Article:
On July 19th, Dell announced their intention to acquire data deduplication vendor Ocarina Networks. It’s no surprise that somebody bought Ocarina, as deduplication is one of the hottest technology areas in storage today, with every vendor scrambling to offer tools that can help users contain their massive growth of data and storage footprints. Data deduplication is a form of virtualization that breaks data into chunks, and then compares them and eliminates repeated chunks, replacing them with a pointer to the originally seen version.
NetApp has led the charge in primary storage with their complimentary NetApp deduplication feature within their Data ONTAP operating system. EMC made a big move into dedupe with their acquisition of Data Domain, mostly used for data backup. So no wonder that competitors of NetApp and EMC are eager to get something going in this hot space. And no wonder that Ocarina was an obvious target with their advanced deduplication algorithms that can eliminate redundant data even in image files with similar coloring, often seen as a particularly tricky file type for deduping. Also, Ocarina is based in an appliance, which means that it can be applied across a whole environment, rather than only on data within a single storage system. This type of functionality is likely to be core to enterprise storage efficiency strategies going forward, and is probably better served up by a large vendor that sells their own storage, rather than as an add on from an unknown quantity.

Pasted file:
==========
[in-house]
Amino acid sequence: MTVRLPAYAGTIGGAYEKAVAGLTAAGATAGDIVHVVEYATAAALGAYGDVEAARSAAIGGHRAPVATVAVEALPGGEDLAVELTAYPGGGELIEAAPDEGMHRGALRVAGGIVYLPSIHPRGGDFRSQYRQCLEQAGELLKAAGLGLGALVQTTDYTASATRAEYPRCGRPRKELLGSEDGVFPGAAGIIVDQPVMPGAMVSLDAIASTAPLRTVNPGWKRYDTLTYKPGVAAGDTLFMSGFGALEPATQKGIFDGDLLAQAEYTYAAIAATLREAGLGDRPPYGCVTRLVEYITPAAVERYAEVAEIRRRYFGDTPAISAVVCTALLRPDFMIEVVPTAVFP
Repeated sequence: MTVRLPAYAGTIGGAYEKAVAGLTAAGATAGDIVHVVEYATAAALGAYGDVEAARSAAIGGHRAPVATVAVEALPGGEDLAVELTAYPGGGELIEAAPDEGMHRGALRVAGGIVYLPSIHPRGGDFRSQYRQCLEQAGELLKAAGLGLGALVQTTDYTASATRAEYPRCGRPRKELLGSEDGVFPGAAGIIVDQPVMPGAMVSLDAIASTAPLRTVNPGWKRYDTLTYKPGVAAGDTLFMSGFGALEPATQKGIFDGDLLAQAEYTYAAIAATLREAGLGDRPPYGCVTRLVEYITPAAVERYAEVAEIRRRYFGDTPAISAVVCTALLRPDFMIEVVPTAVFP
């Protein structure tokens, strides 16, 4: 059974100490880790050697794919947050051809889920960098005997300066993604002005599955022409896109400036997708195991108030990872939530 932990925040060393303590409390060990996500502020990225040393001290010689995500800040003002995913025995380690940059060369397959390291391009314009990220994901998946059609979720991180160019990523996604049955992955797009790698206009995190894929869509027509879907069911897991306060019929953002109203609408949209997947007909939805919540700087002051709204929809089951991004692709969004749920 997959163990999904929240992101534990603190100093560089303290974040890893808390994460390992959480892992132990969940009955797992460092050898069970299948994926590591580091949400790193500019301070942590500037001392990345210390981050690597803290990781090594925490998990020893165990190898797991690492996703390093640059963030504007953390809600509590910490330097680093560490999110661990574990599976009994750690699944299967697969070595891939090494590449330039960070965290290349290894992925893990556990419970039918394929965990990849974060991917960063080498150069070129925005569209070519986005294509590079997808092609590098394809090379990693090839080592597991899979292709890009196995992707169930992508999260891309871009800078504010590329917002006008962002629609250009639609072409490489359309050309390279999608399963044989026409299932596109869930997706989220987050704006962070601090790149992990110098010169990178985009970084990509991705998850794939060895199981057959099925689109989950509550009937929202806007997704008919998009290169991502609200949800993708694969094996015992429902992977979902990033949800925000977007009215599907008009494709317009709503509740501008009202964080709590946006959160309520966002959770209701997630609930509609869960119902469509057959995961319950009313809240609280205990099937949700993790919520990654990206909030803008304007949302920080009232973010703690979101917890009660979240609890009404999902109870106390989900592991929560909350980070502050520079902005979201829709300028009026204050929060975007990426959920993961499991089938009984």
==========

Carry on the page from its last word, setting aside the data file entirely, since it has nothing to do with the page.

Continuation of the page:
Now that the dust has settled on the Oracle acquisition of Sun Microsystems, I have to say a bittersweet farewell to the first global tech firm I crossed paths with as a young intern. I have to say that as an analyst over the past three and a half years, I had a tough time working with Sun Storage: the patchwork portfolio, the revolving door leadership style, the $4Billion dollar oil and water acquisition of StorageTek and deeply questionable corporate marketing efforts.
Today, HP announced that they will be acquiring the startup cluster file storage software firm IBRIX in a deal with few disclosed details. Congrats to HP for making another interesting acquisition in the clustered storage space, following their Feb. 2007 acquisition of Polyserve and their October 2008 acquisition of Lefthand. IBRIX makes software that allows users to cluster many nodes of storage (either industry standard servers or iSCSI/FC SAN arrays) for use in high performance global namespace file storage.IBRIX’s customer base includes some 175 firms, generally in the high performance compute (HPC), video rendering/animation, and oil and gas exploration spaces.